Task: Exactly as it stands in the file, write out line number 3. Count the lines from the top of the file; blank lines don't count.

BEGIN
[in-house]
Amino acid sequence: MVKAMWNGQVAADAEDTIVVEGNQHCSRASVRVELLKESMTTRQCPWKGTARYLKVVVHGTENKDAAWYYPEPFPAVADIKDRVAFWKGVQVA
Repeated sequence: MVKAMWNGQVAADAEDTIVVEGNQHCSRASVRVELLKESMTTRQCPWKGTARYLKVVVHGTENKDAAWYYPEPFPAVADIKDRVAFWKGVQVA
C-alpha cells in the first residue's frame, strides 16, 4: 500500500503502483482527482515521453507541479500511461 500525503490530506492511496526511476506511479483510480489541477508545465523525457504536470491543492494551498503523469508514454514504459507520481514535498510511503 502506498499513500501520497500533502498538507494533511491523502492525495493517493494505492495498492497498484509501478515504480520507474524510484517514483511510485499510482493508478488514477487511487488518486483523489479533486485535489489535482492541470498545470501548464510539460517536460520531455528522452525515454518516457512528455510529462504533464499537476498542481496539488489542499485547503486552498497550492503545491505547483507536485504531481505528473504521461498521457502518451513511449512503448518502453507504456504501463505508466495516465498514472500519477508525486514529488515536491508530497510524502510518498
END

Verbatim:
Repeated sequence: MVKAMWNGQVAADAEDTIVVEGNQHCSRASVRVELLKESMTTRQCPWKGTARYLKVVVHGTENKDAAWYYPEPFPAVADIKDRVAFWKGVQVA